WANs Pose Ongoing Risks

 
 
By eweek  |  Posted 2001-10-22 Print this article Print
 
 
 
 
 
 
 


WANs Pose Ongoing Risks Enterprises getting their first professional audit are finding out that their WANs are particularly vulnerable to single points of attack.
When vital traffic leaves the LAN, its in the public network for great distances, no longer controlled by the company. Encrypting the data and taking other measures to create a VPN help. But companies also should secure their physical networks by having two separate routes to the public network - routes that go to separate central offices and that dont merge at one carrier hotel, experts said.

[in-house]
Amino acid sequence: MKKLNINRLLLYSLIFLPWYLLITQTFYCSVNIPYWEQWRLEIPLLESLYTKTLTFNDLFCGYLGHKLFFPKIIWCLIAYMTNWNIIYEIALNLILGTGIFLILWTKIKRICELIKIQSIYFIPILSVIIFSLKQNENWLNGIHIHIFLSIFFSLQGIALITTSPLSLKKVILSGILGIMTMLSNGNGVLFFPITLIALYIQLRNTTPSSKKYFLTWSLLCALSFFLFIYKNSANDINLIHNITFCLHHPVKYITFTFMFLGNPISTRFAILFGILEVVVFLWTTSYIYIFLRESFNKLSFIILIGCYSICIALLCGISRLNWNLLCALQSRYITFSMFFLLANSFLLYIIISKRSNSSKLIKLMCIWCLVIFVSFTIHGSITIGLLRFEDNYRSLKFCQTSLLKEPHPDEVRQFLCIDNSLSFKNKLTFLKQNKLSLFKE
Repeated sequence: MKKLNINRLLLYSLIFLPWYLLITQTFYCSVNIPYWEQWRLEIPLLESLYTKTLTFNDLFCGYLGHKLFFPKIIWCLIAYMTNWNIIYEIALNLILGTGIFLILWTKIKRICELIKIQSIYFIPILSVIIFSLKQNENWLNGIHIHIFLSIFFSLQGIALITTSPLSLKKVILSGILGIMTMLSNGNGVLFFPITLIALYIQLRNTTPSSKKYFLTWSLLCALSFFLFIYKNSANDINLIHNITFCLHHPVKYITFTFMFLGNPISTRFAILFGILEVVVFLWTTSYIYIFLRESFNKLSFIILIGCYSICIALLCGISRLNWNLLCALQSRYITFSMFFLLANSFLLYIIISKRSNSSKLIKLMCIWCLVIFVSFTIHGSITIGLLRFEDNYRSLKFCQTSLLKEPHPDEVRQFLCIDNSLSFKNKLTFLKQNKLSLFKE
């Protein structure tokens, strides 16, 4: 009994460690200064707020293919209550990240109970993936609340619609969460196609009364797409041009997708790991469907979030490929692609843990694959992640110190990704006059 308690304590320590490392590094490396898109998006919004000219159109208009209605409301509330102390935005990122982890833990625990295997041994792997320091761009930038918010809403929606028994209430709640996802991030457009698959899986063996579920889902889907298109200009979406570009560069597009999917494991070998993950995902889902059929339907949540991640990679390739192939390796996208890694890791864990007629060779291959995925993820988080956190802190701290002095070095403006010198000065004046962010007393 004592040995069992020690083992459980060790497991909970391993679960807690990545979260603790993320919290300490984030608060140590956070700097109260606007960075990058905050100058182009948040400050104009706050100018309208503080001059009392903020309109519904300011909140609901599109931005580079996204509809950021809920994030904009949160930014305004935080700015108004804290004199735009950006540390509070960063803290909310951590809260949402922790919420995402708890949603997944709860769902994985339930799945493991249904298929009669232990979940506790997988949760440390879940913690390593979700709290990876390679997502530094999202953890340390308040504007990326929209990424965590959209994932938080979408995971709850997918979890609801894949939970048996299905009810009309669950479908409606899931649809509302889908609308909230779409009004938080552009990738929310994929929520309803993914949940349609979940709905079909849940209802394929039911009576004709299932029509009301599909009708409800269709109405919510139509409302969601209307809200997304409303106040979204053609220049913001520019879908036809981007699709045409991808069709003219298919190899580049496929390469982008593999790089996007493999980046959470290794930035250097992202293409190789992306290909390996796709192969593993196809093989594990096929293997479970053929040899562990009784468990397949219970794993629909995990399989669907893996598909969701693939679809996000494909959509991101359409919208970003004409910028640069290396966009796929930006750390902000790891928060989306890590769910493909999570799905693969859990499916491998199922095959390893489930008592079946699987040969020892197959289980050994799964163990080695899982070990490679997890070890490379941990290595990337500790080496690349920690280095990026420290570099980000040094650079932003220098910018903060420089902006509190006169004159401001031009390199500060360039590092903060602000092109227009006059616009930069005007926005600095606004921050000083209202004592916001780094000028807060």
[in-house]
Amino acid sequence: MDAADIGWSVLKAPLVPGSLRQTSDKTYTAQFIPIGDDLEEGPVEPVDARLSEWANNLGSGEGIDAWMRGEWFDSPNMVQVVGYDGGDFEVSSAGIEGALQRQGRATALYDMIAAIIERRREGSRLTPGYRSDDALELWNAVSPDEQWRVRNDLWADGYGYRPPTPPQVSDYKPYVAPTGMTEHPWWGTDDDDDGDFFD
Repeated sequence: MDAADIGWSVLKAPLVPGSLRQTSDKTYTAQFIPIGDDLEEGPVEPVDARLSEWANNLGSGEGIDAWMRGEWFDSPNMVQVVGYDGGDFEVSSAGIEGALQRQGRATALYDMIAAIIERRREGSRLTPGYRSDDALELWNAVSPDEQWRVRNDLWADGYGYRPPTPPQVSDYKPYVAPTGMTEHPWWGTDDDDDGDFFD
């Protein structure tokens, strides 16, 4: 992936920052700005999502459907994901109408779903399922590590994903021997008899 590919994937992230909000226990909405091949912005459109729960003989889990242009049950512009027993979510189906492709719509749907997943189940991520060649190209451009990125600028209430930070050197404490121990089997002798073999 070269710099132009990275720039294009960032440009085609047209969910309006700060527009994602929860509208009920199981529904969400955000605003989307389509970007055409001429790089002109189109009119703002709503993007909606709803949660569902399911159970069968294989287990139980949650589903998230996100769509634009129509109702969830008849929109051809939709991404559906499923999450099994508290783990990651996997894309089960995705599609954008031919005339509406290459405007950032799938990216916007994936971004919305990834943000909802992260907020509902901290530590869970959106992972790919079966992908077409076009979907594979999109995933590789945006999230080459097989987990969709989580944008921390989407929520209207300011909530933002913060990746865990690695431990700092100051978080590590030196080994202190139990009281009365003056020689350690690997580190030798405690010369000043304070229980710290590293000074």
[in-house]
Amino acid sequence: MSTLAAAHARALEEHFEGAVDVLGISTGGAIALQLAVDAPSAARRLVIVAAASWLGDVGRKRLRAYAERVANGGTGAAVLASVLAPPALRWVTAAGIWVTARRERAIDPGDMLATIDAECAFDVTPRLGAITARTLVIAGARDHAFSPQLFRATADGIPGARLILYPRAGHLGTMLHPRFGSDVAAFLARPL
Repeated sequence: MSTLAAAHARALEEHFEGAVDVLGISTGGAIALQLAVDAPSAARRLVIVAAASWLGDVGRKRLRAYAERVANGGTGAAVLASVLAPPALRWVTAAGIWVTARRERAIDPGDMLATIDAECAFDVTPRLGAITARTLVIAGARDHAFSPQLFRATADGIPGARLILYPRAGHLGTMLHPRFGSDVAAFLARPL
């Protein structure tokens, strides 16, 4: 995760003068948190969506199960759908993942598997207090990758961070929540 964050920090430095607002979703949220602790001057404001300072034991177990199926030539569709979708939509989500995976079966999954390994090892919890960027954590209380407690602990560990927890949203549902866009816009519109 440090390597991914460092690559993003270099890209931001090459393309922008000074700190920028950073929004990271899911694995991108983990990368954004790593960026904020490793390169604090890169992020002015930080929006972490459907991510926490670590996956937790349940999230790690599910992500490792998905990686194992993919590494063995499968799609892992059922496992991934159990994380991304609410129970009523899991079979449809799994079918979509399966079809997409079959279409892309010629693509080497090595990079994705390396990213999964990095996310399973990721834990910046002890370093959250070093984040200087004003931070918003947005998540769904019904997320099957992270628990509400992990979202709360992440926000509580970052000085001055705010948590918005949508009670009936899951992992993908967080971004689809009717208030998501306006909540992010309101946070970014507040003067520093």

"There is a fundamental lack of understanding out there when it comes to the gravity of security breaches," said David Schatsky, senior analyst and research director of Jupiter Media Metrix. Every day, firms are surprised by audits that find their redundant networks arent as effective as they thought they were, he said. Enterprises are turning in great numbers to the business assistance divisions of blue-chip companies such as AT&T and IBM for outsourcing of business recovery services, said John Lawler, an Infonetics Research analyst. "The whole business continuation market is being relegated to the big boys," Lawler said. In lower Manhattan, customers of AT&T Business Solutions were up and running in a couple of days following the Sept. 11 attacks because AT&T knew its networks so well. Many of those without business continuation contracts are still struggling. Sending data to multiple storage centers and data centers will reduce the damage done by geographically isolated terrorist attacks. Data center companies like Digital Island and Exodus Communications own innocuous buildings that would not be obvious targets, but two centers are always better than one. "People want to spread their risk a bit," Lawler said. "Theyre saying, Lets spread it over two facilities." Many large organizations are reluctant to put sensitive applications in Internet data centers, because individual servers that belong to different customers are often not restricted from "talking" to each other. Some I-managers - Calabrese is one of them - have never warmed to Web hosting for that reason. "This is a decision that the management made and I think this is a mistake," Calabrese said about his companys decision to outsource Web hosting to a service provider. "We can get seriously nailed on this one."


 
 
 
 
 
 
 
 
 
 
 

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